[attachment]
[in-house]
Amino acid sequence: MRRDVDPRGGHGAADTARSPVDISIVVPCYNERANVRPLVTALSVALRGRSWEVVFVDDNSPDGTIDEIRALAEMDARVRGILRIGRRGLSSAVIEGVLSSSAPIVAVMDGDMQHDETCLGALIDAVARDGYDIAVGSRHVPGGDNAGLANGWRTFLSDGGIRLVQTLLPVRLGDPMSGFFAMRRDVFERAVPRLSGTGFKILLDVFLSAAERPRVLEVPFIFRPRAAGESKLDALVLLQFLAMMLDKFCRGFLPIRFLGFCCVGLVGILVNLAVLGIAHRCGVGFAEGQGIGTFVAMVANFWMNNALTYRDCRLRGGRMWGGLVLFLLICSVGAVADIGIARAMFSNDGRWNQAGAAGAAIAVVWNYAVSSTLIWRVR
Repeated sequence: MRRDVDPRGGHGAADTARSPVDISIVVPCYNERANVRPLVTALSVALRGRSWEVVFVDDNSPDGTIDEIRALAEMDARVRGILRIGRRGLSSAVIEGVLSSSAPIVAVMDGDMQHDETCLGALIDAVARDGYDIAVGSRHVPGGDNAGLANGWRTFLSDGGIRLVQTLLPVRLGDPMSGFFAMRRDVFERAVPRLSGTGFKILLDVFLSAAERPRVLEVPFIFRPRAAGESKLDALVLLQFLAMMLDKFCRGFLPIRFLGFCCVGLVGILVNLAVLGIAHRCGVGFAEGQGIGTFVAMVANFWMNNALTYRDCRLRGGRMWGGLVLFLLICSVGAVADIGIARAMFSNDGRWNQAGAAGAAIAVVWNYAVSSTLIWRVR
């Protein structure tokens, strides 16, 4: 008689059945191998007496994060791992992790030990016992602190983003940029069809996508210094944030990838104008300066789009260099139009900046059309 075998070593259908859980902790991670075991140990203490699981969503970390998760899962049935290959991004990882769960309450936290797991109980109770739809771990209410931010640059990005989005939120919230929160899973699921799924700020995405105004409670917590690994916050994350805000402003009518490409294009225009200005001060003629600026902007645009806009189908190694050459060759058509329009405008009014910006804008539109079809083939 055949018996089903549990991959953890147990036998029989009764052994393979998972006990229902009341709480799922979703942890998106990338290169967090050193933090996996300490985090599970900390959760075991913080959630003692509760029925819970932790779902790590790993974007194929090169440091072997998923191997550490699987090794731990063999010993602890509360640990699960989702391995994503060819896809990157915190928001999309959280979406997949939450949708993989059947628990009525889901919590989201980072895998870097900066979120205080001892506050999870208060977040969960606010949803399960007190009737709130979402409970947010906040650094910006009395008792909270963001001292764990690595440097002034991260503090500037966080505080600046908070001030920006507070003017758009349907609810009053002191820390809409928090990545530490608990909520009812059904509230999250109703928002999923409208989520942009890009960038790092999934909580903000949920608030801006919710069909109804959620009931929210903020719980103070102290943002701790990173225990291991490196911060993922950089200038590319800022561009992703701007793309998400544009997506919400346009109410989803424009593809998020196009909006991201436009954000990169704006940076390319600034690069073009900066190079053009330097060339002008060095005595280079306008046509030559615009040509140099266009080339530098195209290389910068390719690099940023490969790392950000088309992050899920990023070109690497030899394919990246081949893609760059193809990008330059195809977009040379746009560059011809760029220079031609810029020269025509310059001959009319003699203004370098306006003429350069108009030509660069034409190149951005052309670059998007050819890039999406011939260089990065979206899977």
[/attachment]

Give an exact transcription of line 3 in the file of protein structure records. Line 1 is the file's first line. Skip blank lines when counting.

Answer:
Repeated sequence: MRRDVDPRGGHGAADTARSPVDISIVVPCYNERANVRPLVTALSVALRGRSWEVVFVDDNSPDGTIDEIRALAEMDARVRGILRIGRRGLSSAVIEGVLSSSAPIVAVMDGDMQHDETCLGALIDAVARDGYDIAVGSRHVPGGDNAGLANGWRTFLSDGGIRLVQTLLPVRLGDPMSGFFAMRRDVFERAVPRLSGTGFKILLDVFLSAAERPRVLEVPFIFRPRAAGESKLDALVLLQFLAMMLDKFCRGFLPIRFLGFCCVGLVGILVNLAVLGIAHRCGVGFAEGQGIGTFVAMVANFWMNNALTYRDCRLRGGRMWGGLVLFLLICSVGAVADIGIARAMFSNDGRWNQAGAAGAAIAVVWNYAVSSTLIWRVR